Those Celtic barbarians actually get their kicks from manhandling the poor creature into a legs akimbo position, then squeezing brutally on its plump little abdomen whilst blowing viciously into one of its orifices.

Mummy said it was a baggpieps. Perhaps some sort of large rodent? I’m not sure, but I’ll be on the phone to PETA about it just as soon as I can tear myself from the hypnotic flame of the pellet heater.

Begin a pilgrim in Santiago de Compostela is not all it’s cracked up to be, especially when it rains.

The cold weather stayed with us all the way to Burgos.

Burgos was an undoubtedly beautiful city, with a selection of interesting sniffs, a river I wasn’t allowed to swim in in case my willy froze off, and a nice fast food pizza joint which Mummy and Favouritist Aunty probably wouldn’t have admitted to visiting if I hadn’t decided to out them here (they didn’t get me any chicken wings, so I think I’m justified).

By the time we got to Pamplona, I think we were all a little tired of travelling. I know I was.

And I’m guessing by all the rude words Mummy said when we got lost in the one way system, when we lost our map before we ever found the city centre, when we discovered someone had tried to break into our car and when she realised she had left her passport in the hostel photocopier, that that particular city was her point of no return too.

It was definitely time to go home.


Does my bum look cold on this?

Mummy says we can’t afford any more holi daze for a very very very long time.

I can’t say I’m that bothered, our Little Italian Village is extremely nice.

And we’ve got a pellet heater.



Cultural Variations on a Good Time


status viatoris – being ‘on the way’/being in a state of pilgrimage

There are certain aspects of life in Spain that had seemingly slipped without trace from my memory box, perhaps because the trauma of  retaining them would have simply been too great.

It was entirely unintentional, but our arrival in Barcelona happened to coincide with the tail end of the Fiesta de la Merce; an annual street carnival held in honour of the city’s patron saint – Mare de Deu de la Merce, and one of the busiest weeks in the calendar. Hence why we were unable to find accommodation in the city itself, and were instead forced to book a hostel in the coastal town of Lloret de Mar.

Women performing a Ball de Bastons.

Street acrobats.

Crazy folk on wheels.

 Fiesta de la Merce celebrations.

The “Correfoc” (fire running)

Rather dangerous for the bolder spectators…

…but undeniably spectacular.

Lloret de Mar being an unknown quantity for  both of us, we were pleasantly surprised when the hostel proved to be situated at the end of a lovely little pedestrian street, heaving with shops and cafés; and that first night we proceeded to  treat ourselves to a veritable feast of tapas at one of the friendly local restaurants.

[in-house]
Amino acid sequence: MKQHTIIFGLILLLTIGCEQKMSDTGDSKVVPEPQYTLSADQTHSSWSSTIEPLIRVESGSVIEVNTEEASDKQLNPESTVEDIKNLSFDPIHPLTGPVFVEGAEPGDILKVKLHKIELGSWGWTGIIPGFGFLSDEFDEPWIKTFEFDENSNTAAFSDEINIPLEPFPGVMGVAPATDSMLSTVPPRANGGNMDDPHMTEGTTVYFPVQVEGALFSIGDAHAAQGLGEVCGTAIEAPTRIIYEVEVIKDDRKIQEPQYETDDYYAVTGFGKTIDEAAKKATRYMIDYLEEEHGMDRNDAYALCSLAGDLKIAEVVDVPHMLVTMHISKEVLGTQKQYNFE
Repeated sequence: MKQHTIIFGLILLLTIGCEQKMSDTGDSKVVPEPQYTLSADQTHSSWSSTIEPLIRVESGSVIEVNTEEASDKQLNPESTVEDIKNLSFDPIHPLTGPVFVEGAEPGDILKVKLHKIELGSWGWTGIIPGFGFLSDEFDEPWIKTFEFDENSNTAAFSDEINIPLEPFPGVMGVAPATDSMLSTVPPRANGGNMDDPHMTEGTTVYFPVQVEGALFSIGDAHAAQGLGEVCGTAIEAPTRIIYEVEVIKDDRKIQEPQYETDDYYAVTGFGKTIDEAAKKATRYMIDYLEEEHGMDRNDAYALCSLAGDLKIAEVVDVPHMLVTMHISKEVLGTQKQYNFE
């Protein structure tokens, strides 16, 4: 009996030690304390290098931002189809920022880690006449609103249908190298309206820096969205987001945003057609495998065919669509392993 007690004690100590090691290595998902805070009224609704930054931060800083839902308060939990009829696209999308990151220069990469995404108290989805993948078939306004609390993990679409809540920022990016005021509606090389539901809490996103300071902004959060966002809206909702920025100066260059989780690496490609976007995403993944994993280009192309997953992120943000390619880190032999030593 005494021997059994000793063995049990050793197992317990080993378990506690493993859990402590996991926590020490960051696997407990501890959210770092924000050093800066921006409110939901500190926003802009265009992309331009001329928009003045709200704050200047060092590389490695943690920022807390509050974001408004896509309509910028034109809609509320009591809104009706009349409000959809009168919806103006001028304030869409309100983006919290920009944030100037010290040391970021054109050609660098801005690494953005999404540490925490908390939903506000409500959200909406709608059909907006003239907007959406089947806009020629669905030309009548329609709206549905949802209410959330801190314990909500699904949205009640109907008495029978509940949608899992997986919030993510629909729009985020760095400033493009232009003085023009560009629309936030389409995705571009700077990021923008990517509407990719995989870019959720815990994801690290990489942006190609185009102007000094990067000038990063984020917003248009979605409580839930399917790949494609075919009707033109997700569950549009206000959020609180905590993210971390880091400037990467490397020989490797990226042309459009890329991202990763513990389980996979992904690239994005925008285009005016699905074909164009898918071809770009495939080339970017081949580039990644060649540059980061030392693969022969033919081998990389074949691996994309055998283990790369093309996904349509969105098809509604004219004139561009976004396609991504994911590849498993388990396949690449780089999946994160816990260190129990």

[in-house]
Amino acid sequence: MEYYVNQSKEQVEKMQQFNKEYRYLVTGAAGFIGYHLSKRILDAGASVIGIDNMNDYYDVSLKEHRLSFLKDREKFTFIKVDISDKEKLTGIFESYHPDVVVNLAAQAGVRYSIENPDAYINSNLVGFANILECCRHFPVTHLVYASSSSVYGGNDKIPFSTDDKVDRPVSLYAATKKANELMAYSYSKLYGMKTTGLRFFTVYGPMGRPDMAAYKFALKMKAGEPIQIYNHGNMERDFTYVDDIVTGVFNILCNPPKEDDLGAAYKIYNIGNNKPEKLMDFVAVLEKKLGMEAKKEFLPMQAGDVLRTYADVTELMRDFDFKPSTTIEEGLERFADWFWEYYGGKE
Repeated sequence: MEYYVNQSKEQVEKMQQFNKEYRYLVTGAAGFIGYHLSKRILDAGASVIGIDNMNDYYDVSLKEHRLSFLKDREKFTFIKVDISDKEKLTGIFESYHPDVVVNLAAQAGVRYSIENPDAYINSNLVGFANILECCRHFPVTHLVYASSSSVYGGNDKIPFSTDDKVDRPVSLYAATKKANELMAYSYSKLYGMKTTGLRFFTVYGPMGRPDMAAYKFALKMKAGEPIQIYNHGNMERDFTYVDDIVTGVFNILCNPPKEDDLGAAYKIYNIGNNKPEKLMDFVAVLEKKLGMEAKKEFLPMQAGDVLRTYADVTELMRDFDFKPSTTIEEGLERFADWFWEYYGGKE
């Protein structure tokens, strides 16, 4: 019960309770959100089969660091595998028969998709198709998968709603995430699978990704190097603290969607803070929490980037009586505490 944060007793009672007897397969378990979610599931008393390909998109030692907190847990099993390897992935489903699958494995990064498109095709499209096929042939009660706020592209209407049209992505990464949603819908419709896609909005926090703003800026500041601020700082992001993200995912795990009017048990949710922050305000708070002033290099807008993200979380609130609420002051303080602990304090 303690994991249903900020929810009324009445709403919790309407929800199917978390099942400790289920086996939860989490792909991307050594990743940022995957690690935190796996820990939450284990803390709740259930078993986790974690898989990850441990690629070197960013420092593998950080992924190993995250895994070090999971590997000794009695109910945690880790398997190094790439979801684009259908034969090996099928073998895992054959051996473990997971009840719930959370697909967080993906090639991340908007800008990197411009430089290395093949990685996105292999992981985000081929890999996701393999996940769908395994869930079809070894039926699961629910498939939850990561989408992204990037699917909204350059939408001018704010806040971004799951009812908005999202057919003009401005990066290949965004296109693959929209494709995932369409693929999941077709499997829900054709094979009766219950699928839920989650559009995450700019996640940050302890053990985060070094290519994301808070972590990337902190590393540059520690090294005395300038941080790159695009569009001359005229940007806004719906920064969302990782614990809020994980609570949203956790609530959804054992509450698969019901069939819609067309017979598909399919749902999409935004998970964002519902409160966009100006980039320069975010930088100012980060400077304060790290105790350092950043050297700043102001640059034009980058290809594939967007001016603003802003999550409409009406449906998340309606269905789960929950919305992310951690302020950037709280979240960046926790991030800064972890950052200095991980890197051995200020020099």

Hunger well and truly satiated, it was then decided that a nightcap would finish the evening admirably, and so off we meandered down the street in search of some sort of drinking establishment.

The first sign that things were not as I thought, was the sudden appearance of a hen party: a vision of plump, tattooed pastiness, all squeezed into crotch-skimming dresses of varying grimness and tottering along in a garish array of stripper heels; skin mottled blue by the coolness of the night-time temperatures.

Can you guess from whence these lovely lasses hailed, I wonder?

Pre-nuptial celebrations obviously well advanced, the group was causing quite a stir with their vocal exhibitionism, not to mention their less than flattering appearance. The looks of ridicule and disgust on local bystanders faces would have been a sobering sight, should any of the “hens” have still been in a condition to take in their surroundings.

My  hopes that this was a one-off encounter were dashed without a trace when I rounded the corner to find myself in my long-forgotten idea of hell.

I had inadvertently stumbled into one of those ghastly corners of Spain, designed exclusively for A Certain Sort of Brit.

24h Happy  Hour!

24h Premier League Football on the telly!

All Day Drinking at Dave’s Bar!

1 Litre Cocktails!

All Day English Brekky at Cath’s Café!

I crept along with growing horror, watching as gangs of grown men – many of whom seemed to labour under the illusion that a football strip is acceptable evening wear – swaggered thuggishly up the street, apparently deciding which establishment would get them even more embarrassingly loud and belligerent at the least financial expense.